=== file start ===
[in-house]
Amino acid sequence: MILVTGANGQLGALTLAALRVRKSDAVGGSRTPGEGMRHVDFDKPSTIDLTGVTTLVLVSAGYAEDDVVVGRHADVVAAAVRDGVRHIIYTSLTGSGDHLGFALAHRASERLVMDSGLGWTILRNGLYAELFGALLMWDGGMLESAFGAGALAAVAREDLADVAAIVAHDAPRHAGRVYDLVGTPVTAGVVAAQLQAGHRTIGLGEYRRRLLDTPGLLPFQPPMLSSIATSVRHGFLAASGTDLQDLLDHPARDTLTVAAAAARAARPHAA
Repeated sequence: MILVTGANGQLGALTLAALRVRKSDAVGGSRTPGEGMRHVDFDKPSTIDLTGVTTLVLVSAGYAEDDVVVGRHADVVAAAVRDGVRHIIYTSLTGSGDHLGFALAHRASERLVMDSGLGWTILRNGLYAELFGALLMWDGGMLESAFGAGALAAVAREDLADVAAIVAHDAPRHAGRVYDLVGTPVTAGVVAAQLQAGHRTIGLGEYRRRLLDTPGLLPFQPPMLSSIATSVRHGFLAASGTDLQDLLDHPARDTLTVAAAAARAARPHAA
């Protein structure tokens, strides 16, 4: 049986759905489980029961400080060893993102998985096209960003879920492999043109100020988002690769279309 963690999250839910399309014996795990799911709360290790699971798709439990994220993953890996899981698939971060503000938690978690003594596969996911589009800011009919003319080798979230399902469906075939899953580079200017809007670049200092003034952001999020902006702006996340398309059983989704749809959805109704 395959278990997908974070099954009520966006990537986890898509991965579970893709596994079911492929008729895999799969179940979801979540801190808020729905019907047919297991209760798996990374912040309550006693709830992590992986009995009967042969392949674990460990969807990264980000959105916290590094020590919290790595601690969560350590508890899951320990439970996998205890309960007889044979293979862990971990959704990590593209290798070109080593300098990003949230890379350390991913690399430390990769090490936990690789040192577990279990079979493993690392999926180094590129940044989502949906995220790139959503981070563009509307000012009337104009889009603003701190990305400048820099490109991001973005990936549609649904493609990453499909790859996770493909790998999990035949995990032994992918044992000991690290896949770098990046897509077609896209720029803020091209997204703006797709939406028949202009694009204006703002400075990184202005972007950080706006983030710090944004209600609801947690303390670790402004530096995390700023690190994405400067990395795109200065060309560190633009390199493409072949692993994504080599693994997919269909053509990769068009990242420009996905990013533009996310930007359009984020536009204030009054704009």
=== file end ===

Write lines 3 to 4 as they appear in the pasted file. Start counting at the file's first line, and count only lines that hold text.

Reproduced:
Repeated sequence: MILVTGANGQLGALTLAALRVRKSDAVGGSRTPGEGMRHVDFDKPSTIDLTGVTTLVLVSAGYAEDDVVVGRHADVVAAAVRDGVRHIIYTSLTGSGDHLGFALAHRASERLVMDSGLGWTILRNGLYAELFGALLMWDGGMLESAFGAGALAAVAREDLADVAAIVAHDAPRHAGRVYDLVGTPVTAGVVAAQLQAGHRTIGLGEYRRRLLDTPGLLPFQPPMLSSIATSVRHGFLAASGTDLQDLLDHPARDTLTVAAAAARAARPHAA
């Protein structure tokens, strides 16, 4: 049986759905489980029961400080060893993102998985096209960003879920492999043109100020988002690769279309 963690999250839910399309014996795990799911709360290790699971798709439990994220993953890996899981698939971060503000938690978690003594596969996911589009800011009919003319080798979230399902469906075939899953580079200017809007670049200092003034952001999020902006702006996340398309059983989704749809959805109704 395959278990997908974070099954009520966006990537986890898509991965579970893709596994079911492929008729895999799969179940979801979540801190808020729905019907047919297991209760798996990374912040309550006693709830992590992986009995009967042969392949674990460990969807990264980000959105916290590094020590919290790595601690969560350590508890899951320990439970996998205890309960007889044979293979862990971990959704990590593209290798070109080593300098990003949230890379350390991913690399430390990769090490936990690789040192577990279990079979493993690392999926180094590129940044989502949906995220790139959503981070563009509307000012009337104009889009603003701190990305400048820099490109991001973005990936549609649904493609990453499909790859996770493909790998999990035949995990032994992918044992000991690290896949770098990046897509077609896209720029803020091209997204703006797709939406028949202009694009204006703002400075990184202005972007950080706006983030710090944004209600609801947690303390670790402004530096995390700023690190994405400067990395795109200065060309560190633009390199493409072949692993994504080599693994997919269909053509990769068009990242420009996905990013533009996310930007359009984020536009204030009054704009």